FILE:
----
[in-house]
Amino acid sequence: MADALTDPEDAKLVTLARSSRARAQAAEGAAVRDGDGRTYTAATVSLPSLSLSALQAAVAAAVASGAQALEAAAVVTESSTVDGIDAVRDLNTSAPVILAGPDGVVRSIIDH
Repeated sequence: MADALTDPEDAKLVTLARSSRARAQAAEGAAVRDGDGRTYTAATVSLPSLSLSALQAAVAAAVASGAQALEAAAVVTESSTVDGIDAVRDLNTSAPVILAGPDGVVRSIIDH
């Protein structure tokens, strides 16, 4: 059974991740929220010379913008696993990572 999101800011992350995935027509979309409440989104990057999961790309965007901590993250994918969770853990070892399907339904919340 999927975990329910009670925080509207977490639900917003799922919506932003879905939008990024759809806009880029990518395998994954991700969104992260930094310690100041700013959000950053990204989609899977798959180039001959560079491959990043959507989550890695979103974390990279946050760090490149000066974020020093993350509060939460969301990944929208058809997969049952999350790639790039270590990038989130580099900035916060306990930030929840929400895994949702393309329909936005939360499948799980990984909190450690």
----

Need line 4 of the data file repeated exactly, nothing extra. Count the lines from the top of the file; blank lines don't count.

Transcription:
């Protein structure tokens, strides 16, 4: 059974991740929220010379913008696993990572 999101800011992350995935027509979309409440989104990057999961790309965007901590993250994918969770853990070892399907339904919340 999927975990329910009670925080509207977490639900917003799922919506932003879905939008990024759809806009880029990518395998994954991700969104992260930094310690100041700013959000950053990204989609899977798959180039001959560079491959990043959507989550890695979103974390990279946050760090490149000066974020020093993350509060939460969301990944929208058809997969049952999350790639790039270590990038989130580099900035916060306990930030929840929400895994949702393309329909936005939360499948799980990984909190450690």